After You (by Jojo Moyes)

Nearly three years ago I read the novel ‘Me Before You’ by Jojo Moyes. It was powerful, moving and thought-provoking, and I could hardly put it down. When it ended, I felt as if I wanted to know more about Louisa, the narrator. So I was delighted to learn that there was a sequel. I waited until it was available in paperback, and put it on my wishlist. I was given it for a recent birthday, and have just finished reading it.


‘After You’ is a wonderful book. It has 400 pages, but I finished it in just a couple of days. It picks up Louisa’s story two years after the somewhat traumatic ending of ‘Me Before You’. She has been travelling in Europe, but at last decided that she needs to return to the UK.

A generous legacy means that she owns a flat near London, even if she hasn’t bothered to furnish it, or even unpack her clothes. She is estranged from her family, and doesn’t have any close friends. She’s taken a job serving in a bar at an airport, and she doesn’t much enjoy that either, but it earns her some money and she doesn’t have to think too much….

Then she has a very unpleasant accident, which has the positive result of getting back in touch with her parents and sister. Then, just as she’s starting to feel like herself again, at least physically, a stranger knocks at her door. 16-year-old Lily is the catalyst to an entire new way of looking at the world from just about every perspective….

The plot is tightly woven, covering a wide range of issues. Dealing with grief is at the forefront; Lou is still grieving the man she lost, as are his parents in their different ways. She joins a care group intended to help people express their feelings and find support, and in that discovers many other ways of gradually coming to terms with and - possibly - starting to move on from bereavement. There are some caricatures, inevitably; it’s the only way to keep track of the somewhat wide cast of caricatures. But Louisa is believable, as is a teenage boy she meets at the group, struggling after losing his mother.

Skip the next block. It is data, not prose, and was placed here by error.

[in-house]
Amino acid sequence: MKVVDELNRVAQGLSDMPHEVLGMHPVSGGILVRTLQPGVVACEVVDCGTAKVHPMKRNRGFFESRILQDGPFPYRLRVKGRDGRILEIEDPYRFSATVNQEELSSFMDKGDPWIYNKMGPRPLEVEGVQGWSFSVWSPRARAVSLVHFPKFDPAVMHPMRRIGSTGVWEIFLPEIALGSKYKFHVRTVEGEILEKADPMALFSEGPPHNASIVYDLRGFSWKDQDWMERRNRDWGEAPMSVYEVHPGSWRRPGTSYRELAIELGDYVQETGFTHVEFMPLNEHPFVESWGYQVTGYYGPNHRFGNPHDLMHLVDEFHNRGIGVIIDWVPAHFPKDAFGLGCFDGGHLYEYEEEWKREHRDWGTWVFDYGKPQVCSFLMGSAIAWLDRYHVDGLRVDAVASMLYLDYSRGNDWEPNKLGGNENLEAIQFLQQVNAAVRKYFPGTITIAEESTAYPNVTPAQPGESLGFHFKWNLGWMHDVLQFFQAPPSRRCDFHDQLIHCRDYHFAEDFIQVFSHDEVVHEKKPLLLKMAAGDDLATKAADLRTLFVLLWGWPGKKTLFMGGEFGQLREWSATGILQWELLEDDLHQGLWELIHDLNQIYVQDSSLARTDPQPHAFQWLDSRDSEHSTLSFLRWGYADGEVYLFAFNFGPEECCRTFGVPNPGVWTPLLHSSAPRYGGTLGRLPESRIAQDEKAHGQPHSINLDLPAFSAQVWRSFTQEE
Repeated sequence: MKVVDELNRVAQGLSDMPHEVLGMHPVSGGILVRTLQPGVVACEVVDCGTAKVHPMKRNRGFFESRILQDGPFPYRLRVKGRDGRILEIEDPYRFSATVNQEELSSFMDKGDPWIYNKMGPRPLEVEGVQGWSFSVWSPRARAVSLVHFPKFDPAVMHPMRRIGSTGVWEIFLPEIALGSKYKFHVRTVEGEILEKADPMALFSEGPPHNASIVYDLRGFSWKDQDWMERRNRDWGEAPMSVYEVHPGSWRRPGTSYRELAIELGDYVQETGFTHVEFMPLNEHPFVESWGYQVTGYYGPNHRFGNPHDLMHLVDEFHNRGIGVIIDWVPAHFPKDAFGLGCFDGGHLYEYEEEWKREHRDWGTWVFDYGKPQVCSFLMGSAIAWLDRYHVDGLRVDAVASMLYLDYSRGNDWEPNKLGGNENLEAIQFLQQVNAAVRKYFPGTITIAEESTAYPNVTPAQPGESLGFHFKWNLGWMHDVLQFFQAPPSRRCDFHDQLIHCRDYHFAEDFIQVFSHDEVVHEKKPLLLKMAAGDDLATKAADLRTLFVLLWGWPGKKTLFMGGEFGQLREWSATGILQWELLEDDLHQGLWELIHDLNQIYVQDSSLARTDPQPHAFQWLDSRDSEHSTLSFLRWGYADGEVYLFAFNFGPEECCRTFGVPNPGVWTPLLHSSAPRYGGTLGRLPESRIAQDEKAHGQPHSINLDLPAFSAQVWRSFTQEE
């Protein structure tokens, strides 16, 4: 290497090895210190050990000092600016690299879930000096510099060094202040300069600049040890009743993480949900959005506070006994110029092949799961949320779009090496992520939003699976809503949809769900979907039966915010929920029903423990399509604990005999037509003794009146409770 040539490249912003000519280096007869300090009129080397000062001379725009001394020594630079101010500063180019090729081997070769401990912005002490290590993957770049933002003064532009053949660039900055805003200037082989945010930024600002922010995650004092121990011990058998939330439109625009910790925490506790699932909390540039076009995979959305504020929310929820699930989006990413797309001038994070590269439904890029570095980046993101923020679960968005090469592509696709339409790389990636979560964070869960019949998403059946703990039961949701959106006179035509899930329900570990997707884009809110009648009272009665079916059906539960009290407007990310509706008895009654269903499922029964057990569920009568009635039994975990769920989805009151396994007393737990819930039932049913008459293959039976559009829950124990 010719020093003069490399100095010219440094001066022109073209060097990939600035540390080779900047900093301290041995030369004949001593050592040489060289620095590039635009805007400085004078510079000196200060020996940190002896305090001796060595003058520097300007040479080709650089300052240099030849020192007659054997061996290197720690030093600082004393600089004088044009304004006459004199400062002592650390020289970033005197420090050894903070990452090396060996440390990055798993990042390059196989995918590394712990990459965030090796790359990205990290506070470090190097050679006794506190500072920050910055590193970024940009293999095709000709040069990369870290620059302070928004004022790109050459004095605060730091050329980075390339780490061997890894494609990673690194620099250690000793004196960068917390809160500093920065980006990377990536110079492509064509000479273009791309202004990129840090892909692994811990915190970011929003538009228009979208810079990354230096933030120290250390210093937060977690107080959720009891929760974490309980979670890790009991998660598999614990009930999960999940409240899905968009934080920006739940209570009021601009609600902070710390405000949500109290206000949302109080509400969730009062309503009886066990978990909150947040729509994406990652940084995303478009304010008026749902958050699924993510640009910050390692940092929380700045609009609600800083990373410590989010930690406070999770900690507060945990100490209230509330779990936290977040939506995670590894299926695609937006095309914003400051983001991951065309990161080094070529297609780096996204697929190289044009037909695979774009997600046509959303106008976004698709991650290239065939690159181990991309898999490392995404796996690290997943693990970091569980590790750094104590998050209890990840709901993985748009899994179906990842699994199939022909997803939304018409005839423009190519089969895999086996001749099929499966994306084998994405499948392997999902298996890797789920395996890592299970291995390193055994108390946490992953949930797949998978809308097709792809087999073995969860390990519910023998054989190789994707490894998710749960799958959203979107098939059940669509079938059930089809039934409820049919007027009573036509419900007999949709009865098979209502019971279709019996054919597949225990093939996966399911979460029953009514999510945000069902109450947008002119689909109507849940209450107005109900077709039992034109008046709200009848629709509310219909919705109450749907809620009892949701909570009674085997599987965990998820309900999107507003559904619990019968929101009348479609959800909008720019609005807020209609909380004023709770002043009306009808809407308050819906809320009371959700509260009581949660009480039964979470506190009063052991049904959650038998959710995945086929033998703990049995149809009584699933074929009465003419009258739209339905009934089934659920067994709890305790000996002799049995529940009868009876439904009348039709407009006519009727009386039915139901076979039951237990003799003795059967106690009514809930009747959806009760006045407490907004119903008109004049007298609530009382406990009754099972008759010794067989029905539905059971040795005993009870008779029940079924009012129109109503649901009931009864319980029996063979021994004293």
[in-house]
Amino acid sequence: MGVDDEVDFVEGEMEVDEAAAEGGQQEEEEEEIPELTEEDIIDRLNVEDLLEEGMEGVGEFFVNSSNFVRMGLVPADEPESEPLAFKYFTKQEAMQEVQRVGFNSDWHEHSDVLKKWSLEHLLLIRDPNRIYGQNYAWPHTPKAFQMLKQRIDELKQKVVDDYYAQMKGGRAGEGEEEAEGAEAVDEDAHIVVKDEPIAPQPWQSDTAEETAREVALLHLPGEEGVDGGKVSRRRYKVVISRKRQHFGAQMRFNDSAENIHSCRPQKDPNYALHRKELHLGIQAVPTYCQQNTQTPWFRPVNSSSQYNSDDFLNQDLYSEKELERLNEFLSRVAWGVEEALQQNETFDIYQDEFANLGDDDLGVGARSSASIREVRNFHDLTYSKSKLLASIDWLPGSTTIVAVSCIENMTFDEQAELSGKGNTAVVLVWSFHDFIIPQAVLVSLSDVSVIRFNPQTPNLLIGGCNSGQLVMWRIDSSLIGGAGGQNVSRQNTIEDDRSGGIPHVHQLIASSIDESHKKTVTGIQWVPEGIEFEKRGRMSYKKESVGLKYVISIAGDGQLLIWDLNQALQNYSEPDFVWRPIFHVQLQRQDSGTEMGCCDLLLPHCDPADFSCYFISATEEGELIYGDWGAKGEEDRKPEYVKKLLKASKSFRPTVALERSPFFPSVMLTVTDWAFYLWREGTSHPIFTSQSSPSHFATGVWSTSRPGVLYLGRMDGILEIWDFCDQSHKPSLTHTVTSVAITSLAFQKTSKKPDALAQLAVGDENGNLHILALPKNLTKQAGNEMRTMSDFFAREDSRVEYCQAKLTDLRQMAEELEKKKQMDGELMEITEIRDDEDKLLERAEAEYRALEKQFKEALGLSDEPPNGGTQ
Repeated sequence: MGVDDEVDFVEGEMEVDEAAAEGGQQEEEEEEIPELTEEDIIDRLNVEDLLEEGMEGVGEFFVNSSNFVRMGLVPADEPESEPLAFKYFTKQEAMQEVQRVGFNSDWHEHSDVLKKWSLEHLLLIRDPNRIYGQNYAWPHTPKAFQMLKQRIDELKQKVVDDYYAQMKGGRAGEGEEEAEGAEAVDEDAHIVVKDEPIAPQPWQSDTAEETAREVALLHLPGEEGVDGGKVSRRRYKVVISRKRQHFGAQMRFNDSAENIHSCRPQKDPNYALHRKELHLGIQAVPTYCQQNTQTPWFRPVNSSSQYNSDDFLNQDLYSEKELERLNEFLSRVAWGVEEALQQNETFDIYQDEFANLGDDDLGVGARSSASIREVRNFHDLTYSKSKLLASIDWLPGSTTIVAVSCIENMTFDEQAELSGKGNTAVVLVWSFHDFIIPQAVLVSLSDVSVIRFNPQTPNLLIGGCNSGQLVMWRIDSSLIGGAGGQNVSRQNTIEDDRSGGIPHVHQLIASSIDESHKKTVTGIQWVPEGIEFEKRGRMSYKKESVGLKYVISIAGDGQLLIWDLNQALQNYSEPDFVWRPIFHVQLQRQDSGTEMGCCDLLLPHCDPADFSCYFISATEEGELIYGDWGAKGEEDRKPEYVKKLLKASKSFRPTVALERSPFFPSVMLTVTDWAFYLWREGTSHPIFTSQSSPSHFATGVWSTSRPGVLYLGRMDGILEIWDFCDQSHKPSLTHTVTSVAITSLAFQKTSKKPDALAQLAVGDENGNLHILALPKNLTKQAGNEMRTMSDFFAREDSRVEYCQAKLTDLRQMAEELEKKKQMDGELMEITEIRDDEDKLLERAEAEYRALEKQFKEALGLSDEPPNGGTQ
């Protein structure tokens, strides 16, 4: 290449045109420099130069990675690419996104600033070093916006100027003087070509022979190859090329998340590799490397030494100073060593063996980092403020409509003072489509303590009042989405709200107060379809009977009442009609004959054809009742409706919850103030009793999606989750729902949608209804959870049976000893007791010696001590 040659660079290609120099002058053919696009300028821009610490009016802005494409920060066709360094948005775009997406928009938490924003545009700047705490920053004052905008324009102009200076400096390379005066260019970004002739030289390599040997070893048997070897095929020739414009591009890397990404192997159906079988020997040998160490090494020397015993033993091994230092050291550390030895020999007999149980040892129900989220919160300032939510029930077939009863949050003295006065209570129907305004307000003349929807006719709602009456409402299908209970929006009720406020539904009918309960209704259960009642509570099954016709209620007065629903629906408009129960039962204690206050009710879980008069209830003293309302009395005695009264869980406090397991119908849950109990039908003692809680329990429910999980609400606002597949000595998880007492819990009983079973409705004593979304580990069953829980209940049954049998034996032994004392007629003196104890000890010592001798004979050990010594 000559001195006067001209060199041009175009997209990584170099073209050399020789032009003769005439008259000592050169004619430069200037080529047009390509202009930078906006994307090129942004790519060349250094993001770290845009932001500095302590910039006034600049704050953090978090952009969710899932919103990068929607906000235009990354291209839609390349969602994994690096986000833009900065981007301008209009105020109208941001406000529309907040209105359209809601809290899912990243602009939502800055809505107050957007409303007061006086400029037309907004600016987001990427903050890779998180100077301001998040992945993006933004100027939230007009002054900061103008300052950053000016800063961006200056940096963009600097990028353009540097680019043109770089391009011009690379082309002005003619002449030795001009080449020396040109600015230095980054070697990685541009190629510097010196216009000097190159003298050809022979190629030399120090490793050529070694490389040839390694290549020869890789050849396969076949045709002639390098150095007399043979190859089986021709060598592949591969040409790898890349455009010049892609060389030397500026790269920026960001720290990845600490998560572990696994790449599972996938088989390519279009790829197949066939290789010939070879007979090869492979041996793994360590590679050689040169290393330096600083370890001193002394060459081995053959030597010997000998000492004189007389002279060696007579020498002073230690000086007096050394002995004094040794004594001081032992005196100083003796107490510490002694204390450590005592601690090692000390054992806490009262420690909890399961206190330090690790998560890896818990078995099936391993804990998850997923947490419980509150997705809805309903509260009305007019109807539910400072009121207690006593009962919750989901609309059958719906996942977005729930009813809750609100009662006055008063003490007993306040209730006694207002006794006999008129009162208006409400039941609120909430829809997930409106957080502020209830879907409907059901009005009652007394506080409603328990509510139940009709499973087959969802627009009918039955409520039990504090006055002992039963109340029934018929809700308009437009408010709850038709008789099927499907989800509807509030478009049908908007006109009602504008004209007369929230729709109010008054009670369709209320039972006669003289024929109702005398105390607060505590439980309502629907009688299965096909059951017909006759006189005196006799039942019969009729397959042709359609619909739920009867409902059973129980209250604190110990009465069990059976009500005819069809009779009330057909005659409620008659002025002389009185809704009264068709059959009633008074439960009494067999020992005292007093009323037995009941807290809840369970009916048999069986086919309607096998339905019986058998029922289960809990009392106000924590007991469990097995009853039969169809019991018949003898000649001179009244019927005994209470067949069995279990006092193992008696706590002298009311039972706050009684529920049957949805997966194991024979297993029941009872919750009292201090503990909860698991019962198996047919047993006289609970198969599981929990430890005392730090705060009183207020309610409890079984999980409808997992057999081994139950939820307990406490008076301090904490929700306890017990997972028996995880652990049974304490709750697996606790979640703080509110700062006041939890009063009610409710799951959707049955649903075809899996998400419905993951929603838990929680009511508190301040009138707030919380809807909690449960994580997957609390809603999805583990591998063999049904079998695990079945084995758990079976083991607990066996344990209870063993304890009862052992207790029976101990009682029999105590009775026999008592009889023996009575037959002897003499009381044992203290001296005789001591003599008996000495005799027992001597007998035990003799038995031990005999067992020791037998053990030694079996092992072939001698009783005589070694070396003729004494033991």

There’s a romantic interest, but it’s taken quite slowly and the inevitable - eventual - bedroom scenes are thankfully devoid of too much detail. There are some other sordid, sometimes shocking accounts - in particular one near the end, where the viewpoint temporarily switches to that of another character in a side chapter, and another during the climax of the book - but in the context of the story, they are necessary. The author is skilful in writing hints and generalities, painting a broad picture, rather than gory or otherwise unnecessary specifics.

Other themes are covered too; feminism and patriarchy are given a somewhat light-hearted caricatured place, but with a serious message. The importance of standing up for oneself is covered too, and the way that being honest about one’s mistakes can release people from immense stress and anxiety. The complexities of life for modern teenagers, and the dangers of hasty reactions are also touched upon.

But the author isn’t preaching; the main characters seem real, and the story is gripping. It was only after finishing that I realised just how many difficult issues were examined in the context of the plot.

There’s more bad language than I like, but it’s not inappropriate in the context of the book. I think this book could be of value to older teenagers as well as being an excellent read for adults; indeed, with today’s earlier maturing teens, perhaps some streetwise girls as young as thirteen or fourteen might find this book thought-provoking, although most of the characters are adults.

It’s not essential to have read ‘Me Before You’ before starting this novel, but I would recommend doing so. Despite the fact that it's nearly three years since I read it, I had no problem recalling the main plot and Lou herself. And having just checked for links... I'm thrilled to see that there is another sequel, which I will be putting on my wishlist next year when it's out in paperback.

Review by copyright 2018 Sue's Book Reviews

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